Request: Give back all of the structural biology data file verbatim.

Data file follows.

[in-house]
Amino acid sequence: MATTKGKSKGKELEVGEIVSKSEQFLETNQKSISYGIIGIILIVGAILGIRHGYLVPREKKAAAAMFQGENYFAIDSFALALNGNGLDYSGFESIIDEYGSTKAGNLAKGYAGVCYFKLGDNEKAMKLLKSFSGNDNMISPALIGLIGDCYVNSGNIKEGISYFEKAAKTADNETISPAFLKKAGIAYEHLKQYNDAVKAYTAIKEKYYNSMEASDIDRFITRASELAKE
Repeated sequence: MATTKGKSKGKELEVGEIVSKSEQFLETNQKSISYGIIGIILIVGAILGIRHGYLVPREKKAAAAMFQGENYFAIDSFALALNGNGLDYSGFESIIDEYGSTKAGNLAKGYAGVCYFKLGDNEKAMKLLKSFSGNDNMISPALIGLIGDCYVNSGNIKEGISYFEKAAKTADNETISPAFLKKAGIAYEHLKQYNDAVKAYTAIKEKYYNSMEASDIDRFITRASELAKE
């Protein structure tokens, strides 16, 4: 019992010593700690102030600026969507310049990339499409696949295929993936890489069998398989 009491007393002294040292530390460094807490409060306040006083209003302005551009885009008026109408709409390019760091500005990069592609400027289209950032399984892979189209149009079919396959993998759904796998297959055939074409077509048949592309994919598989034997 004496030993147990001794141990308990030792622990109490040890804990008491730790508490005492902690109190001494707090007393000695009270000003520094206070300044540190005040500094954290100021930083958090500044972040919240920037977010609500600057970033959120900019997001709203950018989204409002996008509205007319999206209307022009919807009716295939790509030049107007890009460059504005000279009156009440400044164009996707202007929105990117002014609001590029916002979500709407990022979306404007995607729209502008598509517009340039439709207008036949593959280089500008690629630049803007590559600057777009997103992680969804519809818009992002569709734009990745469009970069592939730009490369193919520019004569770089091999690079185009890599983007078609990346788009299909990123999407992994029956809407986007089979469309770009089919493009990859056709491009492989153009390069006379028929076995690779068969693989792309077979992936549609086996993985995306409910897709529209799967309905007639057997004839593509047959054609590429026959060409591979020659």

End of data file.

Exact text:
[in-house]
Amino acid sequence: MATTKGKSKGKELEVGEIVSKSEQFLETNQKSISYGIIGIILIVGAILGIRHGYLVPREKKAAAAMFQGENYFAIDSFALALNGNGLDYSGFESIIDEYGSTKAGNLAKGYAGVCYFKLGDNEKAMKLLKSFSGNDNMISPALIGLIGDCYVNSGNIKEGISYFEKAAKTADNETISPAFLKKAGIAYEHLKQYNDAVKAYTAIKEKYYNSMEASDIDRFITRASELAKE
Repeated sequence: MATTKGKSKGKELEVGEIVSKSEQFLETNQKSISYGIIGIILIVGAILGIRHGYLVPREKKAAAAMFQGENYFAIDSFALALNGNGLDYSGFESIIDEYGSTKAGNLAKGYAGVCYFKLGDNEKAMKLLKSFSGNDNMISPALIGLIGDCYVNSGNIKEGISYFEKAAKTADNETISPAFLKKAGIAYEHLKQYNDAVKAYTAIKEKYYNSMEASDIDRFITRASELAKE
């Protein structure tokens, strides 16, 4: 019992010593700690102030600026969507310049990339499409696949295929993936890489069998398989 009491007393002294040292530390460094807490409060306040006083209003302005551009885009008026109408709409390019760091500005990069592609400027289209950032399984892979189209149009079919396959993998759904796998297959055939074409077509048949592309994919598989034997 004496030993147990001794141990308990030792622990109490040890804990008491730790508490005492902690109190001494707090007393000695009270000003520094206070300044540190005040500094954290100021930083958090500044972040919240920037977010609500600057970033959120900019997001709203950018989204409002996008509205007319999206209307022009919807009716295939790509030049107007890009460059504005000279009156009440400044164009996707202007929105990117002014609001590029916002979500709407990022979306404007995607729209502008598509517009340039439709207008036949593959280089500008690629630049803007590559600057777009997103992680969804519809818009992002569709734009990745469009970069592939730009490369193919520019004569770089091999690079185009890599983007078609990346788009299909990123999407992994029956809407986007089979469309770009089919493009990859056709491009492989153009390069006379028929076995690779068969693989792309077979992936549609086996993985995306409910897709529209799967309905007639057997004839593509047959054609590429026959060409591979020659």